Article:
‘While waiting for the carriage, she found Mr. Knightley by her side. He looked around, as if to see that no one were near, and then said, “Emma, I must once more speak to you as I have been used to do: a privilege rather endured than allowed, perhaps, but I must still use it. I cannot see you acting wrong, without a remonstrance. How could you be so unfeeling to Miss Bates? How could you be so insolent in your wit to a woman of her character, age, and situation?—Emma, I had not thought it possible.” Emma recollected, blushed, was sorry, but tried to laugh it off.
“Nay, how could I help saying what I did?—Nobody could have helped it. It was not so very bad. I dare say she did not understand me.” “I assure you she did. She felt your full meaning. She has talked of it since. I wish you could have heard how she talked of it—with what candour and generosity. I wish you could have heard her honouring your forbearance, in being able to pay her such attentions, as she was for ever receiving from yourself and your father, when her society must be so irksome.” “Oh!” cried Emma, “I know there is not a better creature in the world: but you must allow, that what is good and what is ridiculous are most unfortunately blended in her.” “They are blended,” said he, “I acknowledge; and, were she prosperous, I could allow much for the occasional prevalence of the ridiculous over the good. Were she a woman of fortune, I would leave every harmless absurdity to take its chance, I would not quarrel with you for any liberties of manner. Were she your equal in situation—but, Emma, consider how far this is from being the case. She is poor; she has sunk from the comforts she was born to; and, if she live to old age, must probably sink more. Her situation should secure your compassion. It was badly done indeed!—You, whom she had known from an infant, whom she had seen grow up from a period when her notice was an honour, to have you now, in thoughtless spirits, and the pride of the moment, laugh at her, humble her—and before her niece, too—and before others, many of whom (certainly some ,) would be entirely guided by your treatment of her.—This is not pleasant to you, Emma—and it is very far from pleasant to me; but I must, I will,—I will tell you truths while I can, satisfied with proving myself your friend by very faithful counsel, and trusting that you will some time or other do me greater justice than you can do now.” While they talked, they were advancing towards the carriage; it was ready; and, before she could speak again, he had handed her in. He had misinterpreted the feelings which had kept her face averted, and her tongue motionless. They were combined only of anger against herself, mortification, and deep concern. She had not been able to speak; and, on entering the carriage, sunk back for a moment overcome—then reproaching herself for having taken no leave, making no acknowledgement, parting in apparent sullenness, she looked out with voice and hand eager to show a difference; but it was just too late.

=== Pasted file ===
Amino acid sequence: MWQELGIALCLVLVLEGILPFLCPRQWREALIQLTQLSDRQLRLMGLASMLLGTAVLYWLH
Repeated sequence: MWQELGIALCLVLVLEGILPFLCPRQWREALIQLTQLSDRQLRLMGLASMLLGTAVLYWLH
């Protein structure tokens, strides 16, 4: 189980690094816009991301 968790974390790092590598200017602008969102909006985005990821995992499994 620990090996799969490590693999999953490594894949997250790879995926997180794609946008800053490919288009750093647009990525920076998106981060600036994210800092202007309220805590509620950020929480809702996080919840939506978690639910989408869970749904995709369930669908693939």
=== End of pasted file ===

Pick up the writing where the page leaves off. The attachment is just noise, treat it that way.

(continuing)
Never had she felt so agitated, mortified, grieved, at any circumstance in her life. She was most forcibly struck. The truth of his representation there was no denying. She felt it at her heart. How could she have been so brutal, so cruel to Miss Bates!—How could she have exposed herself to such ill opinion in any one she valued! And how suffer him to leave her without saying one word of gratitude, of concurrence, of common kindness! Time did not compose her. As she reflected more, she seemed but to feel it more. She never had been so depressed. Happily it was not necessary to speak. There was only Harriet, who seemed not in spirits herself, fagged, and very willing to be silent; and Emma felt the tears running down her cheeks almost all the way home, without being at any trouble to check them, extraordinary as they were.’
I’ll leave it here with the sharing of some other stand out quotes. In conclusion though, I’d rate Emma at four stars today rather than my five stars of twenty years ago. The film though? Well it gets the extra star!
“Emma has been meaning to read more ever since she was twelve years old. I have seen a great many lists of her drawing up at various times of books that she meant to read regularly through—and very good lists they were—very well chosen, and very neatly arranged—sometimes alphabetically, and sometimes by some other rule. The list she drew up when only fourteen—I remember thinking it did her judgment so much credit, that I preserved it some time; and I dare say she may have made out a very good list now. But I have done with expecting any course of steady reading from Emma. She will never submit to any thing requiring industry and patience, and a subjection of the fancy to the understanding. Where Miss Taylor failed to stimulate, I may safely affirm that Harriet Smith will do nothing.—You never could persuade her to read half so much as you wished.—You know you could not.”
‘Emma is spoiled by being the cleverest of her family. At ten years old, she had the misfortune of being able to answer questions which puzzled her sister at seventeen. She was always quick and assured: Isabella slow and diffident. And ever since she was twelve, Emma has been mistress of the house and of you all. In her mother she lost the only person able to cope with her. She inherits her mother’s talents, and must have been under subjection to her.’
‘I think her all you describe. I love to look at her; and I will add this praise, that I do not think her personally vain. Considering how very handsome she is, she appears to be little occupied with it; her vanity lies another way.’
‘That is the case with us all, papa. One half of the world cannot understand the pleasures of the other.’
‘The first error and the worst lay at her door. It was foolish, it was wrong, to take so active a part in bringing any two people together. It was adventuring too far, assuming too much, making light of what ought to be serious, a trick of what ought to be simple. She was quite concerned and ashamed, and resolved to do such things no more.’
‘Till now that she was threatened with its loss, Emma had never known how much of her happiness depended on being first with Mr. Knightley, first in interest and affection.—Satisfied that it was so, and feeling it her due, she had enjoyed it without reflection; and only in the dread of being supplanted, found how inexpressibly important it had been.’